A school in Middlesex, England, is threatening legal action against parents of a 12-year-old Muslim girl who was sent home from school every day in December. The reason for this uproar? Siham Hamud refused to wear a shorter skirt on religious grounds, which violated the school’s dress code.
Hamud, a student at Uxbridge High School, told The Telegraph, “It feels like bullying because of what I believe.” She had been able to wear an ankle-length skirt to school for years before it became a disciplinary issue in December. The school’s uniform code, which was enacted two years ago, requires female students to wear pleated, school-issue skirts or trousers. Siham was first approached by teachers about the issue on December 1, and was sent home each day for the rest of term. Now, she is attending school online due to Covid-19 lockdown restrictions, but her family expects the issue to continue when they are allowed to return to in-person classes.
Her father, Idris, a sports coach, told The Telegraph that the branch of Islam they follow believes women should wear long skirts. He continued, “All Siham wants to do is to wear a skirt which is a few centimeters longer than her classmates—and I don’t know why the school has such a problem with this.” He plans to fight all legal action brought by the school.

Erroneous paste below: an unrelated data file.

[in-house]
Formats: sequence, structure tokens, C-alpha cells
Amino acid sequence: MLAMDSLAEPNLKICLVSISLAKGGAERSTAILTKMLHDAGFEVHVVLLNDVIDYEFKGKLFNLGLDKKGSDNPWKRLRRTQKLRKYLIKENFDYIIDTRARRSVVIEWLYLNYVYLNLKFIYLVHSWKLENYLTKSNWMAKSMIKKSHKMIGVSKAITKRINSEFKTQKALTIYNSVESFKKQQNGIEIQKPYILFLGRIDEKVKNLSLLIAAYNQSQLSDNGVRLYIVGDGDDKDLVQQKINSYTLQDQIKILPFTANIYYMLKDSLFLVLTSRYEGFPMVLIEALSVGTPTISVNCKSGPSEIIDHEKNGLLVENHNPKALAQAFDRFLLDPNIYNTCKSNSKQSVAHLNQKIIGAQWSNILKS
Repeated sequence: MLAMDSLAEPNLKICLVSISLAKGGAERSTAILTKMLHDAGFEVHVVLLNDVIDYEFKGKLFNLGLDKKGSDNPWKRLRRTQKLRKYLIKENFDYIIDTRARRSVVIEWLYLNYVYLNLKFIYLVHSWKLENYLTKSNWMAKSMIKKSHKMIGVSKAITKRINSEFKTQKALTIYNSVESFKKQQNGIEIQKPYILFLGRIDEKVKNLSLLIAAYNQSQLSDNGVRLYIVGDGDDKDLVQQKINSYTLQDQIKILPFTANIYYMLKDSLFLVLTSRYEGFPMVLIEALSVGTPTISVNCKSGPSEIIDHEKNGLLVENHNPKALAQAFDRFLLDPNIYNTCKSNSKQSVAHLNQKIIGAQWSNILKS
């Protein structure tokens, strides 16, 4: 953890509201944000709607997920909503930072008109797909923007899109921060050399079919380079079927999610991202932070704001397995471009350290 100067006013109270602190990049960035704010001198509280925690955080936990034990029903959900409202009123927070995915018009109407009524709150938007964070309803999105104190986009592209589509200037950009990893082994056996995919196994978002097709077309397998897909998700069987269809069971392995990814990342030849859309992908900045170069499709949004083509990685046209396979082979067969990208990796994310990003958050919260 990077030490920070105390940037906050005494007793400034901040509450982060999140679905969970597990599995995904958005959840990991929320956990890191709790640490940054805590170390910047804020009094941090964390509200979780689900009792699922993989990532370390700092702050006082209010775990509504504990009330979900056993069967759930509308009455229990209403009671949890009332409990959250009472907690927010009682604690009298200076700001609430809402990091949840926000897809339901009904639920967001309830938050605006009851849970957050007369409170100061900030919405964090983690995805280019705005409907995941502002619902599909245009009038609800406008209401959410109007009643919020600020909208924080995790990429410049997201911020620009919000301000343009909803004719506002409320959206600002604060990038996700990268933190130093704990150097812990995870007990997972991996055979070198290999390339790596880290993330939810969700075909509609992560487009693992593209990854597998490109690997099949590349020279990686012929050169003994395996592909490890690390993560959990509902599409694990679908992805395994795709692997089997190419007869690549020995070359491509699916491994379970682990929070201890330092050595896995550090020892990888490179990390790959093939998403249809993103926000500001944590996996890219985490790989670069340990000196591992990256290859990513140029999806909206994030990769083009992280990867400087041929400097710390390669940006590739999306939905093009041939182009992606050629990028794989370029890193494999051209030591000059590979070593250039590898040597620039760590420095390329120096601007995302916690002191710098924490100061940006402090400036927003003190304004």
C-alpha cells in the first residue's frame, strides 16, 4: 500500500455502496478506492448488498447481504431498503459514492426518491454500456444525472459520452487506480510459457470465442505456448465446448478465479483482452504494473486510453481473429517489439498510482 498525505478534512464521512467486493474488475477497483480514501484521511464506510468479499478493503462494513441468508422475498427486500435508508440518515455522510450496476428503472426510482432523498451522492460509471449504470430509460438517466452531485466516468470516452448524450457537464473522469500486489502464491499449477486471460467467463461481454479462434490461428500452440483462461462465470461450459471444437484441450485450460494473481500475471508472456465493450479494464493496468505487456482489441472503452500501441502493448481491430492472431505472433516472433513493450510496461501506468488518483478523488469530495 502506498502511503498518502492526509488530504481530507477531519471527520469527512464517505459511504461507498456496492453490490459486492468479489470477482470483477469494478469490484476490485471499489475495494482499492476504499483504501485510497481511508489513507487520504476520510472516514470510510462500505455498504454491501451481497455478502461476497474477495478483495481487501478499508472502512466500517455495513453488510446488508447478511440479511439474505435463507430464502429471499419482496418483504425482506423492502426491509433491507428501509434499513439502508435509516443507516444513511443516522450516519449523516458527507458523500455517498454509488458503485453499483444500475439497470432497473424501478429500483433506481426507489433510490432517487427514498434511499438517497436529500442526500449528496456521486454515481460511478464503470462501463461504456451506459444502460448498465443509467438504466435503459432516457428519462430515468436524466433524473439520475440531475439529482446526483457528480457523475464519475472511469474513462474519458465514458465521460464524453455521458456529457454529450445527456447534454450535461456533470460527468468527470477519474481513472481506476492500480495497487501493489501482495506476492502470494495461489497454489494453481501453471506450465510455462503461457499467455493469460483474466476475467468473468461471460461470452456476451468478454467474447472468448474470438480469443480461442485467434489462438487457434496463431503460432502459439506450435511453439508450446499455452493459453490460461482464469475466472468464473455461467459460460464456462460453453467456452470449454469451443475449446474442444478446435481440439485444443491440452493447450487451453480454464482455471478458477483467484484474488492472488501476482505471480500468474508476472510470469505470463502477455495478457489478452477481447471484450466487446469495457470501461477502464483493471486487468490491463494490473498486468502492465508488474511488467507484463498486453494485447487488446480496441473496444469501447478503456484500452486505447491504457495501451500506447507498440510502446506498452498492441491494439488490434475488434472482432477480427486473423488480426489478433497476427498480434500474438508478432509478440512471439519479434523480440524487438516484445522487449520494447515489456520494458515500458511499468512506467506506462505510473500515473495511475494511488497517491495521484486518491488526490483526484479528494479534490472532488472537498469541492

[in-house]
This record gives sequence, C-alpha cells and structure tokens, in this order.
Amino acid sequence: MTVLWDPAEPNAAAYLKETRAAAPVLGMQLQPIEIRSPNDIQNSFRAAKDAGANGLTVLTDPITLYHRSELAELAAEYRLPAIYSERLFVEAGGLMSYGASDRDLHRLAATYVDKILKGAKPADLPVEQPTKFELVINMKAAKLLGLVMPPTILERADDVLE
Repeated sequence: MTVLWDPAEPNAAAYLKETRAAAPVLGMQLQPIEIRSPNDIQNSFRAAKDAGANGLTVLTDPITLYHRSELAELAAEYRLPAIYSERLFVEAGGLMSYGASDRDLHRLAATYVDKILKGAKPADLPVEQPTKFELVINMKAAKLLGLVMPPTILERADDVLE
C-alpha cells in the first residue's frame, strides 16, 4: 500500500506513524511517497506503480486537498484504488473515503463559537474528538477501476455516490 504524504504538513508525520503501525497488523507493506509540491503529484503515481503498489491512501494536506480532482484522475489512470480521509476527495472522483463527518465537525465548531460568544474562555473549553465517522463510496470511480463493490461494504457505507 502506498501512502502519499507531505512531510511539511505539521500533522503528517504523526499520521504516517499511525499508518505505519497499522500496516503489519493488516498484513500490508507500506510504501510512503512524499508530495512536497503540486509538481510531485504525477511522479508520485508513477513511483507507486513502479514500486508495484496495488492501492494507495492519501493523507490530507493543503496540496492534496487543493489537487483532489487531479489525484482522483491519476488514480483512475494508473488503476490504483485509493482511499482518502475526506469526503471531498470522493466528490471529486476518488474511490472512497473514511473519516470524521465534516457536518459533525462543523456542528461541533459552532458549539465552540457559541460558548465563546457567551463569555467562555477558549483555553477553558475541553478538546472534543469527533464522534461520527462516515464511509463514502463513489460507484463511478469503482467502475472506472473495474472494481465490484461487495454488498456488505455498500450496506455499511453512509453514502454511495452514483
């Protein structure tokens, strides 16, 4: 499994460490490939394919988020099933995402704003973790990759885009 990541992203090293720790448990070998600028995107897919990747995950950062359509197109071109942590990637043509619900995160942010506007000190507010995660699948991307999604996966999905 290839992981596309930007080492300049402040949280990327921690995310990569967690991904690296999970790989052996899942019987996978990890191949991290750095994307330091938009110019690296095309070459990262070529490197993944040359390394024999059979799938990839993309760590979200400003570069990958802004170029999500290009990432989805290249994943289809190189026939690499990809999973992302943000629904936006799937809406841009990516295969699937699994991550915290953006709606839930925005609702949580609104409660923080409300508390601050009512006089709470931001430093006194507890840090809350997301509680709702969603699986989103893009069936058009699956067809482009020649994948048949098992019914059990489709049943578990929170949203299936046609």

School uniforms, particularly for young women, and students of color, have become a flashpoint in recent years. A similar case to Hamud’s occurred in France in 2015, when a Muslim teenager was sent home for her long skirt, which teachers felt “conspicuously” showed her religious affiliation. A 2004 law in France allows only “discreet religious signs” in schools.
The conversation routinely makes headlines in the United States as students across the country come forward with claims they’ve been discriminated against. An 11-year-old Black girl in Louisiana was sent home from elementary school for wearing braided hair extensions which broke the school’s policy banning “extensions, clip-ins, or weaves.” When a Kentucky female student was sent home for exposing her collarbone in 2015, the story went viral. More recently, Trevor Wilkinson, a senior at a high school in Texas received an in-school suspension for painting his nails.
While the particulars of each case are unique—whether the issue is a skirt that’s too short or too long—these dress codes can leave students vulnerable to discrimination or humiliation. Critics will surely say dress codes should apply equally to all students, but this sentiment brushes over the fact that they do not affect all students equally. Conceivably, the goal of a dress code is to place students on equal footing with their clothing so they can focus on studies. Who benefits when a 12-year-old young woman is sent home every day for weeks?
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Originally published on Vogue.com